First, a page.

London and reckless media

Media blindly pointed the finger at Islam and valued some lives more than others.

The city of London was shaken by terror when three bombs exploded last week on the London subway. In the middle of the chaos, media outlets lacked professional and objective integrity by jumping to hasty conclusions and blaming Muslims for the atrocity.

The words “Islam” and “terrorism” were recklessly used by media staff and political analysts on television. Not only was it difficult for professionals to differentiate between the act of terror and the faith of Islam, but the connection was made without the slightest afterthought. British Prime Minister Tony Blair stated that the evidence points to al-Qaida but that no specific information was present. Saad al Fagih’s Web site, which claimed responsibility, gained more speculation than it deserved, especially when terrorist groups are eager to claim victories. Besides their bald claims, evidence was scant and required journalists to have more restraint than to hastily connect a Web site claim to acts of terror. Irresponsible Sherlock Holmesism only serves to confuse the public.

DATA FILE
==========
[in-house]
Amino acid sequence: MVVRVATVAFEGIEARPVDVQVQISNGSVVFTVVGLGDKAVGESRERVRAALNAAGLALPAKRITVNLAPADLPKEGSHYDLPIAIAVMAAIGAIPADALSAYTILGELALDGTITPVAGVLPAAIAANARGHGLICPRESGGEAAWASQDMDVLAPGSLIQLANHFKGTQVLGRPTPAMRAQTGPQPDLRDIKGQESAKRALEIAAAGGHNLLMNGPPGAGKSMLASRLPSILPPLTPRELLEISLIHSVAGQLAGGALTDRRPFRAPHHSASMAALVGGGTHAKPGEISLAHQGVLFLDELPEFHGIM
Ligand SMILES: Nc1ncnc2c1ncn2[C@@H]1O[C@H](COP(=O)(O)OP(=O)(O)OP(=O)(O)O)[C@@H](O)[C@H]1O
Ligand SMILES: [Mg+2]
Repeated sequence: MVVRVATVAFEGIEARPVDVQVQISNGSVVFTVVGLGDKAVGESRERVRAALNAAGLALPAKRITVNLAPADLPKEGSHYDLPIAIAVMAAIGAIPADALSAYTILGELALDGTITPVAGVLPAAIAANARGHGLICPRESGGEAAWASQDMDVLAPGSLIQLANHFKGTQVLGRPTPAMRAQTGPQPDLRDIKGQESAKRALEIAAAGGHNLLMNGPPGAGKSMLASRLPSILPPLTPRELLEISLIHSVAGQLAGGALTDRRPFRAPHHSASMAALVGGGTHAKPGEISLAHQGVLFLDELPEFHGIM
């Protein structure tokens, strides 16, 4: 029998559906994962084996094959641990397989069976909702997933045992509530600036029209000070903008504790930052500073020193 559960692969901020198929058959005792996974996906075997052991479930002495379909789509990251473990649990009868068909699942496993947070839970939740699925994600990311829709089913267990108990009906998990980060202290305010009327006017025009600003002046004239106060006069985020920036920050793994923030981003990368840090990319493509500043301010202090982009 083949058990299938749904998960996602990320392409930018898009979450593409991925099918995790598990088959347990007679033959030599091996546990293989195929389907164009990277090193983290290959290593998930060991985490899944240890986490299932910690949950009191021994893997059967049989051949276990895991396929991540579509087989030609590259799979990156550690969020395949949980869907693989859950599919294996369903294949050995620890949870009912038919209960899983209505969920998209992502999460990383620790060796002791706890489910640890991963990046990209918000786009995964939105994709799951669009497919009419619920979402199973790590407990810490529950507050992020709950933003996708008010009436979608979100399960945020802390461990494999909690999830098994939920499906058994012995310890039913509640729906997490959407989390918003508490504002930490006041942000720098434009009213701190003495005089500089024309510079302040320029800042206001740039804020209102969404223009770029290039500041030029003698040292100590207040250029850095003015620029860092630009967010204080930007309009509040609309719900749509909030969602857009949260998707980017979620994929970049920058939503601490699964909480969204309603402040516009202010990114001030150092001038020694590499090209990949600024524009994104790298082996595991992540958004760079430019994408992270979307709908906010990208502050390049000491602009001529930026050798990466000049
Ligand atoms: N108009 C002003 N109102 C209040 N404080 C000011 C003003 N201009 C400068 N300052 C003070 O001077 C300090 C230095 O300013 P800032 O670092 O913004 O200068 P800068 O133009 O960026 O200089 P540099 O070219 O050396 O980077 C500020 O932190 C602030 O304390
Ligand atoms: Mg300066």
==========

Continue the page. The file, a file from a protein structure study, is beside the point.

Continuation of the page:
Moreover, the MSNBC story, “American feared dead” placed emphasis on the possibility of the loss of an American life. While this loss is significant, this person is no more important than the Londoners who died. More importantly, whether terrorists are bombing the subways in Europe or the United States plays an active role in destroying parts of the Middle East, the cost of human life should always be taken into account. The attack on London should remind us of the ongoing tragedy in Darfur, the loss of human life in Iraq and Afghanistan, the lives lost on Sept. 11, 2001, and the overall absence of human rights we face.

The sanctity of human life should be taken with gravity whether it hinders on the life of a U.S. citizen or any other person. At the same time, when something like this happens, it’s important to avoid placing blame without unequivocal evidence pointing responsibility toward a group or person. The chaos and demand of instant news does not justify unprofessional journalism.